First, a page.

If there's even the slightest chance of a laugh, its cast ensures the joke doesn't land, says Sukanya Verma.
Digital platforms are a boon and a bane.
If on one hand, they are providing platform for innovative storytellers to voice their brilliance, the pile of mediocre to plain awful fare is dangerously on the rise.
Whether as a low-risk avenue for faded, forgotten actors to make a comeback or an excuse to broadcast explicit material without catching the censor's eye, the gifts of OTT are regularly abused.
As it is, there is such a crazy blizzard of Web shows and streaming services, it won't be long before saturation sets in... if it hasn't already.
ALT Balaji's Booo Sabki Phategi, a horror comedy so inexplicably bad, does everything in its power to drive my point home.
The title itself is clear enough indication of the kind of demographic it means to attract but even the cheesiest ideas aren't without potential.
Sexual release of tadapti aatmas, anyone?
Directed by Farhad Samji -- one half of the writer duo Sajid-Farhad powering the pedestrian wit in Rohit Shetty romps (Golmaal, Chennai Express, Bol Bachchan, Simmba) for Ekta Kapoor's digital division -- Booo Sabki Phategi involves a haunted heritage hotel and a group of libidinous young couples.
Spirits lurk about, graveyards signed Gully Boy-Apna Time Gaya scream cry for attention, haunted photographs make fitful eye contact and creepy sounds play for scares but none as terrifying as the garish production design around which the characters cluster around.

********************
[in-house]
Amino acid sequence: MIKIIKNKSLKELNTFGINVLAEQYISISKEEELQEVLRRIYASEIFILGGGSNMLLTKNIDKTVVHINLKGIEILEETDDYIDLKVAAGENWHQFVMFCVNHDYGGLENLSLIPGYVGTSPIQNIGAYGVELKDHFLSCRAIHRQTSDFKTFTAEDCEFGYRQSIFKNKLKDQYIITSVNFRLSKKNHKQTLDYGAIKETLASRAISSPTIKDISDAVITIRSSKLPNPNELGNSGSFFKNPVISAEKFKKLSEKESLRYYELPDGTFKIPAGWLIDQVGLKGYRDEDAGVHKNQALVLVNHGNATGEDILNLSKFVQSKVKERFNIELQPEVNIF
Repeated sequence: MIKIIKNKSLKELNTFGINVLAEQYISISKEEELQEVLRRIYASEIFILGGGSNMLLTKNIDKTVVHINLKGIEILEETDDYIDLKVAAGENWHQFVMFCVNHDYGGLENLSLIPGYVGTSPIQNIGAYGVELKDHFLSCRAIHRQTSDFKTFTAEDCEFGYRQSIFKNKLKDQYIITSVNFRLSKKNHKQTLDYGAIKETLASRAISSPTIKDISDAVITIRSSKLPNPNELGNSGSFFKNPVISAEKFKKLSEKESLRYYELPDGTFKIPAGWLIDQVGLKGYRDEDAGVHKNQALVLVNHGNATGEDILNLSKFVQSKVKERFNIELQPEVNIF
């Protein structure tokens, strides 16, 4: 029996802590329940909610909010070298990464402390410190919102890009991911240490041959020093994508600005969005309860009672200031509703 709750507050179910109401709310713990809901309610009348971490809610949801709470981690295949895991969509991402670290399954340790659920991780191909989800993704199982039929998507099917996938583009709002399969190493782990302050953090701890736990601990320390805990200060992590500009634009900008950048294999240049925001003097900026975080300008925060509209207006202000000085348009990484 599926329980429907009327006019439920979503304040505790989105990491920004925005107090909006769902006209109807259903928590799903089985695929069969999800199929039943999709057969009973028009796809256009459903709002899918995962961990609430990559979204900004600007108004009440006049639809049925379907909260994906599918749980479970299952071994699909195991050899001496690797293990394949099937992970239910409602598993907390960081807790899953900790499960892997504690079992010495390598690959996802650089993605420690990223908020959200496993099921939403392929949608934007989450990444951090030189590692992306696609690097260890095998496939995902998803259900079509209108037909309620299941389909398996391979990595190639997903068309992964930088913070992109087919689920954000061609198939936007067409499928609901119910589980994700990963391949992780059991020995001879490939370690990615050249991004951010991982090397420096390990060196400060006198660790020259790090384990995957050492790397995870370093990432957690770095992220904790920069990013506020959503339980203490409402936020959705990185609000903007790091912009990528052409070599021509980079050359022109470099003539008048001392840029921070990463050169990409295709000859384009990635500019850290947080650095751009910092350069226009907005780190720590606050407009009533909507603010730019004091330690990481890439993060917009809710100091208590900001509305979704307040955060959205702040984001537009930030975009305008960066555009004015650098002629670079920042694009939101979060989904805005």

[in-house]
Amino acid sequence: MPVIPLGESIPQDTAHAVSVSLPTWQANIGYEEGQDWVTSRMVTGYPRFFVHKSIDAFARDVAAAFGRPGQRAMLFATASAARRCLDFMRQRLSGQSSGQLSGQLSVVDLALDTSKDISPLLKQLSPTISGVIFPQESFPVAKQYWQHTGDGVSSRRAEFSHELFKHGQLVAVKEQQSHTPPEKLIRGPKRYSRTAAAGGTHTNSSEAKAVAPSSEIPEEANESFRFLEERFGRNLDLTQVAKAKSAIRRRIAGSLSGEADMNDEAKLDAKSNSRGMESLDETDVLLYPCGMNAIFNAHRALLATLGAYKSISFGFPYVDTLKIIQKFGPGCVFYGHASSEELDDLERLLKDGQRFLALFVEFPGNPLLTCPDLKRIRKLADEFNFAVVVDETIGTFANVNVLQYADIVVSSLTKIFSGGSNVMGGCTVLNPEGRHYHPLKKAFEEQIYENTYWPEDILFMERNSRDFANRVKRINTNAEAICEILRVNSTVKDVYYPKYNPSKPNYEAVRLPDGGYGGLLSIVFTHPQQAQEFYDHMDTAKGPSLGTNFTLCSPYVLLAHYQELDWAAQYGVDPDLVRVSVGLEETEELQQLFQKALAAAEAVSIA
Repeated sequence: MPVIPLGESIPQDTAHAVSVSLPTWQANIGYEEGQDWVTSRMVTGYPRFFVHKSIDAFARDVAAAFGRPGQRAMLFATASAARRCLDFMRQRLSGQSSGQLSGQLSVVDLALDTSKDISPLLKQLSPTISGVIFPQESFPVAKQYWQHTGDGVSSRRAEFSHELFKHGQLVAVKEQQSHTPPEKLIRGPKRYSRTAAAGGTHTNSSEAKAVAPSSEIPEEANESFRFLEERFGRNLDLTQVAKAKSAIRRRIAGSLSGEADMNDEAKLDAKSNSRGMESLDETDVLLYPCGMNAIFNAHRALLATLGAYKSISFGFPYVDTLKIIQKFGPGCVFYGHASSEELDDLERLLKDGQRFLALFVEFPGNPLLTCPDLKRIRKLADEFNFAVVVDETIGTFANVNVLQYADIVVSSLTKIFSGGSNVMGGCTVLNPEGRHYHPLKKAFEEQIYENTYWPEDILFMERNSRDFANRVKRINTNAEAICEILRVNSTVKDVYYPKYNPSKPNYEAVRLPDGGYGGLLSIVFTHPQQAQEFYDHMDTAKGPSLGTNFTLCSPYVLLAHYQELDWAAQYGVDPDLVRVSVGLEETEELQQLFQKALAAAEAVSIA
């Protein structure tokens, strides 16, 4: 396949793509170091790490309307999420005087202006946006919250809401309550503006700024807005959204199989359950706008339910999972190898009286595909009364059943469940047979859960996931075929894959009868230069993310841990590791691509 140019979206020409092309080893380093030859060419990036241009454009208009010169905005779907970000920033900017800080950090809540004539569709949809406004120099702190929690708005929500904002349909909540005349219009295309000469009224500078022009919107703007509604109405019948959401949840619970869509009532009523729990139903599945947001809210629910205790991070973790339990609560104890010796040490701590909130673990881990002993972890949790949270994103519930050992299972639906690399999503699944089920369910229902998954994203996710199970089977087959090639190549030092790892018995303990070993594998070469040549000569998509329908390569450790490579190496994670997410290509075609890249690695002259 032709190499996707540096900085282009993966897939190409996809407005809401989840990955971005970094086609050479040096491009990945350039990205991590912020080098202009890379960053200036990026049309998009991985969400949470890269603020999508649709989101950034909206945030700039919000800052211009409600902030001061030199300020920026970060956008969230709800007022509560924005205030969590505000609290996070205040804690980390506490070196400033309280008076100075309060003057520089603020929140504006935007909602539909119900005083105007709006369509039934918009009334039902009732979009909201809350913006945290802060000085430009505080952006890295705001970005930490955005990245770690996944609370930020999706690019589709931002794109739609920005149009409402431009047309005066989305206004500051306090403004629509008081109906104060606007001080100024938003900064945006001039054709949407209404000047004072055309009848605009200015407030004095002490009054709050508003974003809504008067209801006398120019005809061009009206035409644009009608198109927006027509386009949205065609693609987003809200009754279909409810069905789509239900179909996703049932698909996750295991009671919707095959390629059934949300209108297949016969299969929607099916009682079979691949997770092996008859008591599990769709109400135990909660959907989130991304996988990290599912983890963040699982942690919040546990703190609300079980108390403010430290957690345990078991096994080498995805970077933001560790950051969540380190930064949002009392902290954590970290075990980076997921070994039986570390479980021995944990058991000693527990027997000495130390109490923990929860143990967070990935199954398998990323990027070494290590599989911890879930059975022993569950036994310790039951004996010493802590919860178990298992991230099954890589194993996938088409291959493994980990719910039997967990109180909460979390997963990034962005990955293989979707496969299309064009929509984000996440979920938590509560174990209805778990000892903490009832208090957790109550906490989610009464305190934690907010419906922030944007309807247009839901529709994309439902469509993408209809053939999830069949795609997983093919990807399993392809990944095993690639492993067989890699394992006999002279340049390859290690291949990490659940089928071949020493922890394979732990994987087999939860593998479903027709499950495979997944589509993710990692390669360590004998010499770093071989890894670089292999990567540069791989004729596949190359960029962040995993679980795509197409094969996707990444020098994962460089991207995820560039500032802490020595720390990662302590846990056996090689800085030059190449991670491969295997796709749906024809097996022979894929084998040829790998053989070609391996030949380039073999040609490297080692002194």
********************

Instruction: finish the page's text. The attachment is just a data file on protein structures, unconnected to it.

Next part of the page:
The Ramsay Brothers have long sucked the premise dry with far better visual effects (and that's saying something) but Samji hopes to revive it with abundant sex and stupidity.
If there's even the slightest chance of a laugh, its dummy cast ensures the joke doesn't land.
In this eight-episode long travesty that neither scares nor amuses, there is a motley crew of offensive stereotypes -- a dim-witted Sardar, towel-dropping floozies and an overweight lisper whose propensity to ‘ch’ every word is an excuse to break into crude humour.
Even the usually reliable Sanjay Mishra ends up embarrassing himself around its crass horseplay.
Krushna Abhishek's enthusiasm grates on the nerves.
Tusshar tries, fails and, ultimately, falls back on his tried-and-tested dumbstruck Golmaal gig.
There's also Mallika Sherawat, once known for her steamy onscreen lip locks and lovemaking scenes and now for her annual Cannes appearances. She tiptoes in and out of scenes to deliver innuendoes, wearing the dupatta-less lehenga style she's worn all through her career.
No wonder they even make a joke about it. Too bad that's not funny either.
The rest of the bunch is godawful to say the least. You'll see more nuance in a preschoolers play.
Booo Sabki Phategi starts with honeymooners Mukesh Tiwari and Ashwini Kalsekar, mocking the South Indian accent like Bollywood drivels always do, bumped off by a ghostly-severed hand.
Cut to a big group of friends checking into their childhood buddy's deserted resort.
Something sinister looms and the death count is on the rise amidst interrupted sex sessions, loud squeals and zombie-led chaos.
For a little over three exhausting hours, The Ring, The Nun, Stree, Go Goa Gone, Bhool Bhulaiya, Golmaal, Murder, Sunny Deol and Nana Patekar are evoked to create an atmosphere of loony lunacy.
The humour fluctuates between daft (Blind date pe gayi. Main date thi, woh blind tha) to disgusting (Woh cheques hi kya jo bounce na ho? Tumhara matlab woh sex hi kya jo bounce na ho?).
At one point, Sherawat expounds on how har aurat ke paas ek jail hoti hai aur har mard ke paas ek qaidi.
You figure the rest.